In 1959 Sylvia Townsend Warner gave a lecture to the Royal Society of Arts entitled ‘Women as Writers’. Early on she asks her audience to visualize literature as a palace – a place, she tells them which, if you happen to be a woman,
you could only know from outside. Sometimes you hear music playing within, and the corks popping, and sometimes splendid figures came to an open window and spoke a few words in a solemn chanting voice … from time to time you met someone who had actually been inside … it was always a man…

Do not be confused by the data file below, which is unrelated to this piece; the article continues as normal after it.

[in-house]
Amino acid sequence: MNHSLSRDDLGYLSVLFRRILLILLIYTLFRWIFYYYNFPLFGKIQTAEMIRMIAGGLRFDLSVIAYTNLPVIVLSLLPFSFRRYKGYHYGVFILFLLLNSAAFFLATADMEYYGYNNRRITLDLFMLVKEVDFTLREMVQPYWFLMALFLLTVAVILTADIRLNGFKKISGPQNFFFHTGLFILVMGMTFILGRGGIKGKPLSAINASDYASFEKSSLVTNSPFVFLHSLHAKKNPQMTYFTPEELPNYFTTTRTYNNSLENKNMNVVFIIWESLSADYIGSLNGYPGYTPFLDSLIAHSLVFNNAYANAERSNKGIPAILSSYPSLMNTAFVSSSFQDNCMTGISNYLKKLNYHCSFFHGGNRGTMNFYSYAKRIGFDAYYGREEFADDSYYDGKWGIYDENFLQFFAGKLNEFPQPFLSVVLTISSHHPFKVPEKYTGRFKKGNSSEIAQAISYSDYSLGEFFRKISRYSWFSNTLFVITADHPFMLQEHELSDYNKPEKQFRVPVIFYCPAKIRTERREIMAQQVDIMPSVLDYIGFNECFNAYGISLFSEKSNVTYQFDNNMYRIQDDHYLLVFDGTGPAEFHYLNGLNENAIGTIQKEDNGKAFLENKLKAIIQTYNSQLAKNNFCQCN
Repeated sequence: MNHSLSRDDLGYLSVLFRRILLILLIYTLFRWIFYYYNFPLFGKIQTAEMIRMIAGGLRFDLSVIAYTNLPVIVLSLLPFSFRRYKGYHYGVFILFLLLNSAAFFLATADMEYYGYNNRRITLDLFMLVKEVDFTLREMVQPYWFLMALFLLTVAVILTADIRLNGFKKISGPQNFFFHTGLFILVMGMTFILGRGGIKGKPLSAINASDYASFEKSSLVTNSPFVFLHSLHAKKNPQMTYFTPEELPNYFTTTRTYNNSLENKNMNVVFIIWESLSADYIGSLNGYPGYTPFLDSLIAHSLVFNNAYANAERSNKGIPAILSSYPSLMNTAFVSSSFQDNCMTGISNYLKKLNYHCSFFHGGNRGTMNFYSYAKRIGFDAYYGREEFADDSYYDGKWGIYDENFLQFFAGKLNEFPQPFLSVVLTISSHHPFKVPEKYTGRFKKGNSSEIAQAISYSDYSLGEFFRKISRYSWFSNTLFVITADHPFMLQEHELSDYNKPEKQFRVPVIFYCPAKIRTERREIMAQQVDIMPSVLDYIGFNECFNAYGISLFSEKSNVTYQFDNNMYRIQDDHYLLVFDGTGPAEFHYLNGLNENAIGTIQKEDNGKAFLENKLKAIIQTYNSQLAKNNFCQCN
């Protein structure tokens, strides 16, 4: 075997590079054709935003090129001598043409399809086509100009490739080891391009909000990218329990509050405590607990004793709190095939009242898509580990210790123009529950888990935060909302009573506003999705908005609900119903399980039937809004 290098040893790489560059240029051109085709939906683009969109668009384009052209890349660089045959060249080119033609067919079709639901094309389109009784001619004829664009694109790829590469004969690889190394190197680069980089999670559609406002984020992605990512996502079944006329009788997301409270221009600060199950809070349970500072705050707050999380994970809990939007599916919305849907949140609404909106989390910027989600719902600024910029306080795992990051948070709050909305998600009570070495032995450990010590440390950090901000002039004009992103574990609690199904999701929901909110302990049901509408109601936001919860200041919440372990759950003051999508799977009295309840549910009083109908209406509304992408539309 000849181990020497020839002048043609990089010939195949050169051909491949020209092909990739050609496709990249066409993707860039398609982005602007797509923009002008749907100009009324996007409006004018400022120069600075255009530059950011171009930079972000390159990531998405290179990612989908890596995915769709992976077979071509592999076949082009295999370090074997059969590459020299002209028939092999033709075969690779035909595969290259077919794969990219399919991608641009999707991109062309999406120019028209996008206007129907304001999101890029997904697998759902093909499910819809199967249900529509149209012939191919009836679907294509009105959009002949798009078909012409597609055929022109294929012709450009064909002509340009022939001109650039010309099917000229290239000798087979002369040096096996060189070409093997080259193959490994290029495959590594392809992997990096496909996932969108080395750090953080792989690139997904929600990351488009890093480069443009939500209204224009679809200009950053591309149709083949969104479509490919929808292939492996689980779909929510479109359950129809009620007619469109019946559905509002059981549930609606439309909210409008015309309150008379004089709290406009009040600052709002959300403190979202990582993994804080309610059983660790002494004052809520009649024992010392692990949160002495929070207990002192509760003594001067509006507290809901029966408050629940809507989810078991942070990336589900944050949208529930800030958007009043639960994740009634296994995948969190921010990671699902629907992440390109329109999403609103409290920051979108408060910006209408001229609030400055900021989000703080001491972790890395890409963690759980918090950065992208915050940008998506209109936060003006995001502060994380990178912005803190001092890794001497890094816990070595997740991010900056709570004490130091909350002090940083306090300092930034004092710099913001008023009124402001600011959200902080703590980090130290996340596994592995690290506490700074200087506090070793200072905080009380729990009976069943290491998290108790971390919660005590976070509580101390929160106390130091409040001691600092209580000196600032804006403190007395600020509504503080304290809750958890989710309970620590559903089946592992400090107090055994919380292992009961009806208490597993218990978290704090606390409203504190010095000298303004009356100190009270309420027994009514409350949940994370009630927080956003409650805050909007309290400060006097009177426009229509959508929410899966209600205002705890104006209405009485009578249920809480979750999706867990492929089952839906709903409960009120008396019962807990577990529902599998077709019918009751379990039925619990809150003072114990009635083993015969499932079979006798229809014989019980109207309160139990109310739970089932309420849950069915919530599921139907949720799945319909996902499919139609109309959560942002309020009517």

Although Warner doesn’t cite him, Henry James provides a case in point. In his preface to
Portrait of a Lady
, he outlines, with great confidence, his vision for the novel: ‘I would build large — in fine embossed vaults and painted arches …’, describing ‘the neat and careful and proportional pile of bricks that arches over it and that was thus to form, constructionally speaking, a literary monument’.